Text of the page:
Dark, Brooding Underwater Photos of Marine Animals
Ever since Hengki Koentjoro received a pocket camera as a child, he has been hooked on cameras. This passion ultimately led him to pursue an education at the Brooks Institute of Photography in Santa Barbara, California. As he grew in his art, one of is influences was American photographer Ansel Adams. This brought him towards exuding moody and brooding imagery in his photographs. One example is his portfolio of underwater photos shot in Indonesian waters using dramatic black and white.
It is uncommon in its approach, avoiding the splendid rainbows of color that is often depicted of the undersea world. It instead conveys a mysterious, dark and sometimes menacing feeling, which might actually be more faithful to the genuine nature of the enigmatic seas.
Koentjoro explains his reasons for choosing monochrome as his medium,
“I love black and white because of Ansel Adams and the fact that B&W is more pliable. It is much easier to express one emotion through B&W. The tonal quality of B&W is just beautiful, and I love to play around with the tones to create atmospheric photographs. It is also easy to venture to the unreal, the surrealist, the mystical, and the mysterious with these 3 tones and others in between. B&W is expression, and I believe you should put soul in your works to make it personal and unique.”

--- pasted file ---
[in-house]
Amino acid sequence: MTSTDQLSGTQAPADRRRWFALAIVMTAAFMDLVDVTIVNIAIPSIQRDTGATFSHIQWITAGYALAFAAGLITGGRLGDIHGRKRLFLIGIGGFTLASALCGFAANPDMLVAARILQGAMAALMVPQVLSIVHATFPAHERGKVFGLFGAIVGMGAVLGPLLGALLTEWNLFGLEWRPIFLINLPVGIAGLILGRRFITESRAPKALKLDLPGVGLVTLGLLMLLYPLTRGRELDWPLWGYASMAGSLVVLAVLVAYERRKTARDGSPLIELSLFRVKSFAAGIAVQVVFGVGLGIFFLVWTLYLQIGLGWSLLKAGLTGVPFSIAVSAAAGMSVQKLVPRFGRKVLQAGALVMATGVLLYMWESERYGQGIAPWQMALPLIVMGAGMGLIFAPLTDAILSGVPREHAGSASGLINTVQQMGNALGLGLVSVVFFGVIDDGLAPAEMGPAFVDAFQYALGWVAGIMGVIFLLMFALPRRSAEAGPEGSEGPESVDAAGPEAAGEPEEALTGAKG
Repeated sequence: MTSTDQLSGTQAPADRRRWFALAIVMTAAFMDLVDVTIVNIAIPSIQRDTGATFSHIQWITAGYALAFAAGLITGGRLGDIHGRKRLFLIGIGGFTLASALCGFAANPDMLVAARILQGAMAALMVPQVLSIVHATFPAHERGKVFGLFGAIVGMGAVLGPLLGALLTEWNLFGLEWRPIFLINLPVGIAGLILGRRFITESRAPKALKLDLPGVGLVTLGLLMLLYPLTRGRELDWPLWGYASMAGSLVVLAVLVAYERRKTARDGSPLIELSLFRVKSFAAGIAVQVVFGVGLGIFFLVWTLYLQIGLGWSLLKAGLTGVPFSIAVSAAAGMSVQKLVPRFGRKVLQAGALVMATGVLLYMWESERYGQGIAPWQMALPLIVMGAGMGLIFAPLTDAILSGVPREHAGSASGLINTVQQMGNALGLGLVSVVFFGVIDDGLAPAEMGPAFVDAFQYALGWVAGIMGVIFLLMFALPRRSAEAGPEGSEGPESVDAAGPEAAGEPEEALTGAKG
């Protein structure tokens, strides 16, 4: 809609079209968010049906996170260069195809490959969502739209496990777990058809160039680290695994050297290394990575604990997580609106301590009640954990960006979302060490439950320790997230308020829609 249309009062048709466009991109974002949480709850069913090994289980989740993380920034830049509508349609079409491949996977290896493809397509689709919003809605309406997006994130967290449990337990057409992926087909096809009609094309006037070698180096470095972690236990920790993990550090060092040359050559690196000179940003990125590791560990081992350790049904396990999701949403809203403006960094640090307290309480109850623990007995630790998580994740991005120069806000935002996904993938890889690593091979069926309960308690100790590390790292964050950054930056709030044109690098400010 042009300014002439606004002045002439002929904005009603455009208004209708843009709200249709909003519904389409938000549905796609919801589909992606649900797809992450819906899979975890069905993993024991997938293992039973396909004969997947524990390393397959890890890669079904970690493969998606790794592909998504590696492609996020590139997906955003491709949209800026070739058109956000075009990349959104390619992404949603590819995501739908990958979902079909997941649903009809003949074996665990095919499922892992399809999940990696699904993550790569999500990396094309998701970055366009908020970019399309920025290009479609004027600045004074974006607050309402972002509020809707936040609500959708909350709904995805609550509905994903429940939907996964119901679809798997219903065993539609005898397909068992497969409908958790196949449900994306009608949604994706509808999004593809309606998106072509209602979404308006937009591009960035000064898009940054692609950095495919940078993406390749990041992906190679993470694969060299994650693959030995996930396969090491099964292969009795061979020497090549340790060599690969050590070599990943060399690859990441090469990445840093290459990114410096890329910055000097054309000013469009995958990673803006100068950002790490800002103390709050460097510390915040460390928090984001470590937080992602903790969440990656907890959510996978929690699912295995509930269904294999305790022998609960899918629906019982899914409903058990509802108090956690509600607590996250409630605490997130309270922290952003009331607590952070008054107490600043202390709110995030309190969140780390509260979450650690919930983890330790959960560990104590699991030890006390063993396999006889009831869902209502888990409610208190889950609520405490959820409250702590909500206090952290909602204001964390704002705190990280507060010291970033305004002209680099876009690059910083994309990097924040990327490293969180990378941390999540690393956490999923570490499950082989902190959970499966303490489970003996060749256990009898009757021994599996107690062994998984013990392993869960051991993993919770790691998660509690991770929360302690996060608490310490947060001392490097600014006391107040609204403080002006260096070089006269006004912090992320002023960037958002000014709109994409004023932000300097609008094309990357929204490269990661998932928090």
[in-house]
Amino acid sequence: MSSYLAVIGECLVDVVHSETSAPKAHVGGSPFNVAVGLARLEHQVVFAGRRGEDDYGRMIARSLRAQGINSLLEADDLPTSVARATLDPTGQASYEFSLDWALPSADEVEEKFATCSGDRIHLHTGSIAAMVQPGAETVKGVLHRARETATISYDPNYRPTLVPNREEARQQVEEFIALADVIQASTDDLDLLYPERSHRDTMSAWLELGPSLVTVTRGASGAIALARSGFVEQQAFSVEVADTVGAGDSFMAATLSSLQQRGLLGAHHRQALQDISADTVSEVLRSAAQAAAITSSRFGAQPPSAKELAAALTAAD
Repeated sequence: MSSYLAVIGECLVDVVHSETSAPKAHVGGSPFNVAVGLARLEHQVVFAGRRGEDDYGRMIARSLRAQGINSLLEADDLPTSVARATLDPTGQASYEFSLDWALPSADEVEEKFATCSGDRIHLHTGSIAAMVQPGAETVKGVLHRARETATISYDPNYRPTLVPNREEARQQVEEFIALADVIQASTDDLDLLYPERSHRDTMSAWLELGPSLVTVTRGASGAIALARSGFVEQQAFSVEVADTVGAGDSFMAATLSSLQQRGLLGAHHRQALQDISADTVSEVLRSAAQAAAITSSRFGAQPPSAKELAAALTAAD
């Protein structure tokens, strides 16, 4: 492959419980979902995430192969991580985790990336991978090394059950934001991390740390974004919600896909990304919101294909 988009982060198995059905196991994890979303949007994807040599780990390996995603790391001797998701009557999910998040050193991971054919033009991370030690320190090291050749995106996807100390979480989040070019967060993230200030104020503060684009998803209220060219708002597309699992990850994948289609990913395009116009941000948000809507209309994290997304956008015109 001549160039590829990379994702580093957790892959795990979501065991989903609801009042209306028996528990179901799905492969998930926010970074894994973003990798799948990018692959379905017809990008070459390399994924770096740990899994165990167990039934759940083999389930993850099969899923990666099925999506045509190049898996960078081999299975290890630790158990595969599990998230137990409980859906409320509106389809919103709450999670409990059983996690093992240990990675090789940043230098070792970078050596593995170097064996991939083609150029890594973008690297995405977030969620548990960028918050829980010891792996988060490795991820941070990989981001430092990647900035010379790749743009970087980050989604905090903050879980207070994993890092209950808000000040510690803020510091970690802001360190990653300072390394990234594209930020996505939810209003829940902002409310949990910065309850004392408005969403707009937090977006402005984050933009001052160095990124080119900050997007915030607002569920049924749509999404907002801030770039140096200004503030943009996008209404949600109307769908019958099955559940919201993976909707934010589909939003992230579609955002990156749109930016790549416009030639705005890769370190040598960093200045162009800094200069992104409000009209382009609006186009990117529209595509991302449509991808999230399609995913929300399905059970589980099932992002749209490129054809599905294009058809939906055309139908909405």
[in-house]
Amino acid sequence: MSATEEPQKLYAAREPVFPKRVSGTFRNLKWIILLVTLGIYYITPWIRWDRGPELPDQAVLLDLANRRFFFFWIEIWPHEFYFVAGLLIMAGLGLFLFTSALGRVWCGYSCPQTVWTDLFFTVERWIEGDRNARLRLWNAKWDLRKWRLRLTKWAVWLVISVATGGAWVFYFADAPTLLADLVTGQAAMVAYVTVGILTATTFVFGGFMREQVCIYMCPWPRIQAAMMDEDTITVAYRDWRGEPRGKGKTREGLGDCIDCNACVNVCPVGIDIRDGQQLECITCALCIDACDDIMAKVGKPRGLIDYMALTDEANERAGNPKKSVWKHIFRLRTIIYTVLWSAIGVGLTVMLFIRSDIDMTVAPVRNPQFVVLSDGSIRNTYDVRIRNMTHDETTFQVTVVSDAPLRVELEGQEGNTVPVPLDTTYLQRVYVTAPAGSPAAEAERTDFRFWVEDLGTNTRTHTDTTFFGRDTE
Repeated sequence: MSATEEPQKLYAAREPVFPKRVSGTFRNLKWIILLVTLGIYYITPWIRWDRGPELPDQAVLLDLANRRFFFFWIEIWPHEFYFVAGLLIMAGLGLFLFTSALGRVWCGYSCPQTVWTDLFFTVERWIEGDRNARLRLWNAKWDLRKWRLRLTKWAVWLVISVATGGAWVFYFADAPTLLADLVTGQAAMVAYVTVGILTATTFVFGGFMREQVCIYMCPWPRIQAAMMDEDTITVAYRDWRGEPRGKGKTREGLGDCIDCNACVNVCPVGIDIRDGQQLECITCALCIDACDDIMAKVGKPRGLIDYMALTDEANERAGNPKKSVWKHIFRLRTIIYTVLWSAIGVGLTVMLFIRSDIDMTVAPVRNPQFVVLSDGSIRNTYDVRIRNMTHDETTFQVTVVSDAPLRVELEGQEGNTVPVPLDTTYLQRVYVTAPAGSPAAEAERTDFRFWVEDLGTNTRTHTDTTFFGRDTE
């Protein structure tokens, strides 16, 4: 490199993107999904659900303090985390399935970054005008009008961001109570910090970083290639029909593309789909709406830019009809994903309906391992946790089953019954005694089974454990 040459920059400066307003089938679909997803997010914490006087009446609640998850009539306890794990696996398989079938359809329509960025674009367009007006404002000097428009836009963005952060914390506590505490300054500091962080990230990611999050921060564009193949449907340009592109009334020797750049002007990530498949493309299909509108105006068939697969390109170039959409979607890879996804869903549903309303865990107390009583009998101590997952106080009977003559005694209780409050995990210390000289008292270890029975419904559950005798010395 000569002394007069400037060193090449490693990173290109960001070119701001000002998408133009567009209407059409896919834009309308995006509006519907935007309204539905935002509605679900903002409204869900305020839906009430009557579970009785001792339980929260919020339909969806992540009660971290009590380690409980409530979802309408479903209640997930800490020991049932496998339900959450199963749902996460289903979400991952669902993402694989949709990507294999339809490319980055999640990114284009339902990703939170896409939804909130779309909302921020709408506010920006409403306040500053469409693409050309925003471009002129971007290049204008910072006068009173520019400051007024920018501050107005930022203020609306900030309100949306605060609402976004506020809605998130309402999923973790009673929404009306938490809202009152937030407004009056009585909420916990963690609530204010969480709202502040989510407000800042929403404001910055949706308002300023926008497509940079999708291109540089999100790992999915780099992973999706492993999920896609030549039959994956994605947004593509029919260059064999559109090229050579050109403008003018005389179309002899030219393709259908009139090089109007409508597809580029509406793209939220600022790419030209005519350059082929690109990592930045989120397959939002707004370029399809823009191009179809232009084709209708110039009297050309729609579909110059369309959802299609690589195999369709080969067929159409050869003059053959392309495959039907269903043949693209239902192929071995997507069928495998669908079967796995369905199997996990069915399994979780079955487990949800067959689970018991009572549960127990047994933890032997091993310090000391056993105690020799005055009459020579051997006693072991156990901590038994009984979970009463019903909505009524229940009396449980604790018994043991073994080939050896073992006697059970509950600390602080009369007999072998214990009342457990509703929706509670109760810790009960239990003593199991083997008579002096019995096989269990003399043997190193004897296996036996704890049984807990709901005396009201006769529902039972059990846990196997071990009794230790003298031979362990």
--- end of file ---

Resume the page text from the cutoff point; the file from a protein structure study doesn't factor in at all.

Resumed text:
Koentjoro, now 50, is at present based in Jakarta. Though he studied in the U.S., he went back to Indonesia where he established himself as a freelance videographer/editor, focusing in nature documentaries and corporate profiles. Monochrome photography and the system pioneered by Adams, still remains a core influence to his work, as evidenced by his underwater shots.
“Ansel Adams is an inspiration for me,” he is quick to point out. “I’ve been studying and learning his trademark method, called the zone system. This system teaches that the perfect photograph should expose all tones ranging from the blackest black to the whitest white.
This awareness of an image’s contrast is an element I consider in every photograph I take.” He also says that he is driven by his love for the ocean with its calmness in particular, referring to it as “a place to replenish your mind.”
See his brooding images of the underwater world here.